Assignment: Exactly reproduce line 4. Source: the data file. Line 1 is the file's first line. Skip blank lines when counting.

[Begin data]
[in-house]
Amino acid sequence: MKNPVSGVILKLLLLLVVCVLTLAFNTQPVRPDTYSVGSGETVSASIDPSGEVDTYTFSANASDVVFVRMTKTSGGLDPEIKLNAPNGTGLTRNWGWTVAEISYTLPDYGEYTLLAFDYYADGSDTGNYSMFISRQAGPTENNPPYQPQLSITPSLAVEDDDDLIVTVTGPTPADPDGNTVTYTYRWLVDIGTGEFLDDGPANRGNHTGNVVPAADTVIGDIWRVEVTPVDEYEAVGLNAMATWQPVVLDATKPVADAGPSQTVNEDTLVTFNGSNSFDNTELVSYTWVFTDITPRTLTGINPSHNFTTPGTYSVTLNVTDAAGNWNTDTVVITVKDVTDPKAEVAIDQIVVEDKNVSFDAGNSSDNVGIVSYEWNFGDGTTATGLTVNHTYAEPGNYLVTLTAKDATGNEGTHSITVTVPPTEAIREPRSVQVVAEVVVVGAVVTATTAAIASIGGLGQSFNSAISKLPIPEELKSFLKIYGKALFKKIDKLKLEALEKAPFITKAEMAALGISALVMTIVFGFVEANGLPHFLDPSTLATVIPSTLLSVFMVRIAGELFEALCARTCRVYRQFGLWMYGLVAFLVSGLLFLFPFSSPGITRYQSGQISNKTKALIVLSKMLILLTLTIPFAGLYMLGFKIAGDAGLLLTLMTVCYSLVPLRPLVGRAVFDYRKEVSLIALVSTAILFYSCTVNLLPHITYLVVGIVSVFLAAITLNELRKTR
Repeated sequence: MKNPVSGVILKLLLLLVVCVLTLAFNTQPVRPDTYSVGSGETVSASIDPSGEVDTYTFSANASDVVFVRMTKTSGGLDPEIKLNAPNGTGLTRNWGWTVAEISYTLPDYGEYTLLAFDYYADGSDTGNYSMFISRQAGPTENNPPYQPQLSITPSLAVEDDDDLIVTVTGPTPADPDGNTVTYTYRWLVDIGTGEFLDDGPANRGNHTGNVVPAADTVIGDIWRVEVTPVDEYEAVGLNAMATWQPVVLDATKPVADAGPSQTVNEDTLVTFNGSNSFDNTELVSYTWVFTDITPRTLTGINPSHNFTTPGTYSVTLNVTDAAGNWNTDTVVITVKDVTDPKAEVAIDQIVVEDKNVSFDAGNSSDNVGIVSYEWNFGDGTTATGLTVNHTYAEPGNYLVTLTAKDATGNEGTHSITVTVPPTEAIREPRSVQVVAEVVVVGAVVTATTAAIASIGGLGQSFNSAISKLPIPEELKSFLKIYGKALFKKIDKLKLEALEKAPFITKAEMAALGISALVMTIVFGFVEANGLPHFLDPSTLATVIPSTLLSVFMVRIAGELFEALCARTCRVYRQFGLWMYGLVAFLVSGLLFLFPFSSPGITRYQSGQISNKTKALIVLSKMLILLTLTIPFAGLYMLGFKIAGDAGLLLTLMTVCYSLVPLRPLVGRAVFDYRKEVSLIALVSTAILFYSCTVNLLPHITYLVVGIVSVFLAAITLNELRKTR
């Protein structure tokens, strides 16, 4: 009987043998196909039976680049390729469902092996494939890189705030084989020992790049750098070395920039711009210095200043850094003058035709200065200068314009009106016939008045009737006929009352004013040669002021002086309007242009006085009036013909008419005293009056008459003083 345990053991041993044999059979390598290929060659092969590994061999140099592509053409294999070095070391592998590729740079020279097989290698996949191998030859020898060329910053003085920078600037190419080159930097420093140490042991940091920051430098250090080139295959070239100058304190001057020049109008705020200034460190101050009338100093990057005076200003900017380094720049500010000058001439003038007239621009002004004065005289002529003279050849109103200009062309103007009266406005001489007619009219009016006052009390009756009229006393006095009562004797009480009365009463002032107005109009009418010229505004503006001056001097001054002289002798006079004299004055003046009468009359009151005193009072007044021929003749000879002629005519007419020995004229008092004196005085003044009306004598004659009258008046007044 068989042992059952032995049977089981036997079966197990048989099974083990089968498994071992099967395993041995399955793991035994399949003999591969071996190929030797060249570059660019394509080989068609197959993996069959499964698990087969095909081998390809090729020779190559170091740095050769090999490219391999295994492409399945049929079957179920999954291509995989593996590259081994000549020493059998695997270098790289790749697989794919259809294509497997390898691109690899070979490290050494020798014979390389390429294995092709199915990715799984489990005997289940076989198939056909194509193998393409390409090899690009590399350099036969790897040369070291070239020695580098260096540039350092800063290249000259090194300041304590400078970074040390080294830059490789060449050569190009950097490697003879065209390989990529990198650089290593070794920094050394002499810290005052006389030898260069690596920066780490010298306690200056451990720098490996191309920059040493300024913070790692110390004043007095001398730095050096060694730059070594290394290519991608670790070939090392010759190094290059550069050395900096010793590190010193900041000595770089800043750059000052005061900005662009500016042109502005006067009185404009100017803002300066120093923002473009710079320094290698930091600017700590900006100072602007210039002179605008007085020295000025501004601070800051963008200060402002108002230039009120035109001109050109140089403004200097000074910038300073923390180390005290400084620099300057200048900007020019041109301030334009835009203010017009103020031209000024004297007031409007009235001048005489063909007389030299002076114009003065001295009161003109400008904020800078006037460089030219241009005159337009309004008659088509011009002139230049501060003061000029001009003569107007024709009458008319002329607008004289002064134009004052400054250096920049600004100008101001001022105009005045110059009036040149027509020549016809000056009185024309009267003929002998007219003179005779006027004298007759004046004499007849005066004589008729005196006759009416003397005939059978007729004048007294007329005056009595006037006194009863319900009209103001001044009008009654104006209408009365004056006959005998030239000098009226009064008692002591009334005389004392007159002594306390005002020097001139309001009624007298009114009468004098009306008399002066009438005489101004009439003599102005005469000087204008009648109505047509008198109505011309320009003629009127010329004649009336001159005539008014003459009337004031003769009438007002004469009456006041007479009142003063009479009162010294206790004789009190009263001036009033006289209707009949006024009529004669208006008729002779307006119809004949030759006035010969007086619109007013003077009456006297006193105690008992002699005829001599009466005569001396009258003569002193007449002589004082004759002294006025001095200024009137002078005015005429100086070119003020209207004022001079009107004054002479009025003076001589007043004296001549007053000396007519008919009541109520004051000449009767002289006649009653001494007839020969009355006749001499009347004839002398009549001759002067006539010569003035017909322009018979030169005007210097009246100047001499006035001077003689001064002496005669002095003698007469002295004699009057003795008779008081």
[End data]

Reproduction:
């Protein structure tokens, strides 16, 4: 009987043998196909039976680049390729469902092996494939890189705030084989020992790049750098070395920039711009210095200043850094003058035709200065200068314009009106016939008045009737006929009352004013040669002021002086309007242009006085009036013909008419005293009056008459003083 345990053991041993044999059979390598290929060659092969590994061999140099592509053409294999070095070391592998590729740079020279097989290698996949191998030859020898060329910053003085920078600037190419080159930097420093140490042991940091920051430098250090080139295959070239100058304190001057020049109008705020200034460190101050009338100093990057005076200003900017380094720049500010000058001439003038007239621009002004004065005289002529003279050849109103200009062309103007009266406005001489007619009219009016006052009390009756009229006393006095009562004797009480009365009463002032107005109009009418010229505004503006001056001097001054002289002798006079004299004055003046009468009359009151005193009072007044021929003749000879002629005519007419020995004229008092004196005085003044009306004598004659009258008046007044 068989042992059952032995049977089981036997079966197990048989099974083990089968498994071992099967395993041995399955793991035994399949003999591969071996190929030797060249570059660019394509080989068609197959993996069959499964698990087969095909081998390809090729020779190559170091740095050769090999490219391999295994492409399945049929079957179920999954291509995989593996590259081994000549020493059998695997270098790289790749697989794919259809294509497997390898691109690899070979490290050494020798014979390389390429294995092709199915990715799984489990005997289940076989198939056909194509193998393409390409090899690009590399350099036969790897040369070291070239020695580098260096540039350092800063290249000259090194300041304590400078970074040390080294830059490789060449050569190009950097490697003879065209390989990529990198650089290593070794920094050394002499810290005052006389030898260069690596920066780490010298306690200056451990720098490996191309920059040493300024913070790692110390004043007095001398730095050096060694730059070594290394290519991608670790070939090392010759190094290059550069050395900096010793590190010193900041000595770089800043750059000052005061900005662009500016042109502005006067009185404009100017803002300066120093923002473009710079320094290698930091600017700590900006100072602007210039002179605008007085020295000025501004601070800051963008200060402002108002230039009120035109001109050109140089403004200097000074910038300073923390180390005290400084620099300057200048900007020019041109301030334009835009203010017009103020031209000024004297007031409007009235001048005489063909007389030299002076114009003065001295009161003109400008904020800078006037460089030219241009005159337009309004008659088509011009002139230049501060003061000029001009003569107007024709009458008319002329607008004289002064134009004052400054250096920049600004100008101001001022105009005045110059009036040149027509020549016809000056009185024309009267003929002998007219003179005779006027004298007759004046004499007849005066004589008729005196006759009416003397005939059978007729004048007294007329005056009595006037006194009863319900009209103001001044009008009654104006209408009365004056006959005998030239000098009226009064008692002591009334005389004392007159002594306390005002020097001139309001009624007298009114009468004098009306008399002066009438005489101004009439003599102005005469000087204008009648109505047509008198109505011309320009003629009127010329004649009336001159005539008014003459009337004031003769009438007002004469009456006041007479009142003063009479009162010294206790004789009190009263001036009033006289209707009949006024009529004669208006008729002779307006119809004949030759006035010969007086619109007013003077009456006297006193105690008992002699005829001599009466005569001396009258003569002193007449002589004082004759002294006025001095200024009137002078005015005429100086070119003020209207004022001079009107004054002479009025003076001589007043004296001549007053000396007519008919009541109520004051000449009767002289006649009653001494007839020969009355006749001499009347004839002398009549001759002067006539010569003035017909322009018979030169005007210097009246100047001499006035001077003689001064002496005669002095003698007469002295004699009057003795008779008081």